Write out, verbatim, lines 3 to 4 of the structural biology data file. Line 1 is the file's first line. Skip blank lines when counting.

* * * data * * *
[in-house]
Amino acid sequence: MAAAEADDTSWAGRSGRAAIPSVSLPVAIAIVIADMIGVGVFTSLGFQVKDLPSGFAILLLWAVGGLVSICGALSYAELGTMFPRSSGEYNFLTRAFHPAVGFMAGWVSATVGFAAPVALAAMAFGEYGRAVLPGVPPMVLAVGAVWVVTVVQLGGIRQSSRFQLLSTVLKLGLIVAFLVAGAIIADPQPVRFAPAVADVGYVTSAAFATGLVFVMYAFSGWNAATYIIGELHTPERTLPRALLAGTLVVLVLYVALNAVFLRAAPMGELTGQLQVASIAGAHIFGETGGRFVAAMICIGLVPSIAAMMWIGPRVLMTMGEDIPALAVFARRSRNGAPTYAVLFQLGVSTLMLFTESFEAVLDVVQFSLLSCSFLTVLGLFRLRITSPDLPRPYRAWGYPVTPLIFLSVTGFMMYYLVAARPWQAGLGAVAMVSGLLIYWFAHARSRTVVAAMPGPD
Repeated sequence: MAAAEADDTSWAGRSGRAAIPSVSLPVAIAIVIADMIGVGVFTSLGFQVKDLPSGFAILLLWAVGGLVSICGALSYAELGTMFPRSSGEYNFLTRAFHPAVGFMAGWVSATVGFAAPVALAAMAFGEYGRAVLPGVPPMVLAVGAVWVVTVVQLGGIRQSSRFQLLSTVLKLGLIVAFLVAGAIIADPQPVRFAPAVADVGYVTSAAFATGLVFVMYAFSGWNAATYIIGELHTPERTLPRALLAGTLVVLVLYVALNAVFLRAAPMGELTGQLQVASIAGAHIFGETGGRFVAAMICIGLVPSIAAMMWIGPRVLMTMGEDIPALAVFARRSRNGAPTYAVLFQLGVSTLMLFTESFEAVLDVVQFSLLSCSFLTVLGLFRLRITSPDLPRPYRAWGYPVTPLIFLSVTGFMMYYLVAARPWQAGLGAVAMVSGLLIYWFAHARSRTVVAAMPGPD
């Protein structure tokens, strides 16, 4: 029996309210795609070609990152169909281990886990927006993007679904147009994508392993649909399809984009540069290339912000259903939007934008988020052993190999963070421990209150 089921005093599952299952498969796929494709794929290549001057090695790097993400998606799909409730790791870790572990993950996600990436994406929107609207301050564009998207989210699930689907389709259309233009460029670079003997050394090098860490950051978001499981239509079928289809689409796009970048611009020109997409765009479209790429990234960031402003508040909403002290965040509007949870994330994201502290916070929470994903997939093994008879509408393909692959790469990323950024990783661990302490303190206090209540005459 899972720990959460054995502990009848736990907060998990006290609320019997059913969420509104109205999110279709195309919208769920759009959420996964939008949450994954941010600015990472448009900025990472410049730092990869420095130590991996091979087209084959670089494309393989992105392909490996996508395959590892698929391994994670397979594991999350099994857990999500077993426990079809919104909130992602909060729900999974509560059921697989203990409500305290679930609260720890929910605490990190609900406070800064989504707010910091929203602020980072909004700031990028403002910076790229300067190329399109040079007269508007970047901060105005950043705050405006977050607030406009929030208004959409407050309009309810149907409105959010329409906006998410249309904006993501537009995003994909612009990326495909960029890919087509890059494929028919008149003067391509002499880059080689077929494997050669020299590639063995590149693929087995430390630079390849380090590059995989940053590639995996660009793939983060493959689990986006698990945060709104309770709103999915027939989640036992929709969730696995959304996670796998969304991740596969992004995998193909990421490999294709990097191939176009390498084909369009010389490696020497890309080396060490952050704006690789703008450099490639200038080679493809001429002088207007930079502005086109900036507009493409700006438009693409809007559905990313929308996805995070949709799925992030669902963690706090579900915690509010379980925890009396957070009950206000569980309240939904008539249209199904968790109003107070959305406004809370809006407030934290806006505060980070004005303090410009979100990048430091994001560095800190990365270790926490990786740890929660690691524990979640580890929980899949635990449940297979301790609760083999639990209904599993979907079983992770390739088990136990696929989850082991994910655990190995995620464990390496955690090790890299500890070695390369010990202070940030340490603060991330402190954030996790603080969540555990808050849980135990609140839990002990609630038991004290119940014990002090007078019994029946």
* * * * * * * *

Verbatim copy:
Repeated sequence: MAAAEADDTSWAGRSGRAAIPSVSLPVAIAIVIADMIGVGVFTSLGFQVKDLPSGFAILLLWAVGGLVSICGALSYAELGTMFPRSSGEYNFLTRAFHPAVGFMAGWVSATVGFAAPVALAAMAFGEYGRAVLPGVPPMVLAVGAVWVVTVVQLGGIRQSSRFQLLSTVLKLGLIVAFLVAGAIIADPQPVRFAPAVADVGYVTSAAFATGLVFVMYAFSGWNAATYIIGELHTPERTLPRALLAGTLVVLVLYVALNAVFLRAAPMGELTGQLQVASIAGAHIFGETGGRFVAAMICIGLVPSIAAMMWIGPRVLMTMGEDIPALAVFARRSRNGAPTYAVLFQLGVSTLMLFTESFEAVLDVVQFSLLSCSFLTVLGLFRLRITSPDLPRPYRAWGYPVTPLIFLSVTGFMMYYLVAARPWQAGLGAVAMVSGLLIYWFAHARSRTVVAAMPGPD
């Protein structure tokens, strides 16, 4: 029996309210795609070609990152169909281990886990927006993007679904147009994508392993649909399809984009540069290339912000259903939007934008988020052993190999963070421990209150 089921005093599952299952498969796929494709794929290549001057090695790097993400998606799909409730790791870790572990993950996600990436994406929107609207301050564009998207989210699930689907389709259309233009460029670079003997050394090098860490950051978001499981239509079928289809689409796009970048611009020109997409765009479209790429990234960031402003508040909403002290965040509007949870994330994201502290916070929470994903997939093994008879509408393909692959790469990323950024990783661990302490303190206090209540005459 899972720990959460054995502990009848736990907060998990006290609320019997059913969420509104109205999110279709195309919208769920759009959420996964939008949450994954941010600015990472448009900025990472410049730092990869420095130590991996091979087209084959670089494309393989992105392909490996996508395959590892698929391994994670397979594991999350099994857990999500077993426990079809919104909130992602909060729900999974509560059921697989203990409500305290679930609260720890929910605490990190609900406070800064989504707010910091929203602020980072909004700031990028403002910076790229300067190329399109040079007269508007970047901060105005950043705050405006977050607030406009929030208004959409407050309009309810149907409105959010329409906006998410249309904006993501537009995003994909612009990326495909960029890919087509890059494929028919008149003067391509002499880059080689077929494997050669020299590639063995590149693929087995430390630079390849380090590059995989940053590639995996660009793939983060493959689990986006698990945060709104309770709103999915027939989640036992929709969730696995959304996670796998969304991740596969992004995998193909990421490999294709990097191939176009390498084909369009010389490696020497890309080396060490952050704006690789703008450099490639200038080679493809001429002088207007930079502005086109900036507009493409700006438009693409809007559905990313929308996805995070949709799925992030669902963690706090579900915690509010379980925890009396957070009950206000569980309240939904008539249209199904968790109003107070959305406004809370809006407030934290806006505060980070004005303090410009979100990048430091994001560095800190990365270790926490990786740890929660690691524990979640580890929980899949635990449940297979301790609760083999639990209904599993979907079983992770390739088990136990696929989850082991994910655990190995995620464990390496955690090790890299500890070695390369010990202070940030340490603060991330402190954030996790603080969540555990808050849980135990609140839990002990609630038991004290119940014990002090007078019994029946």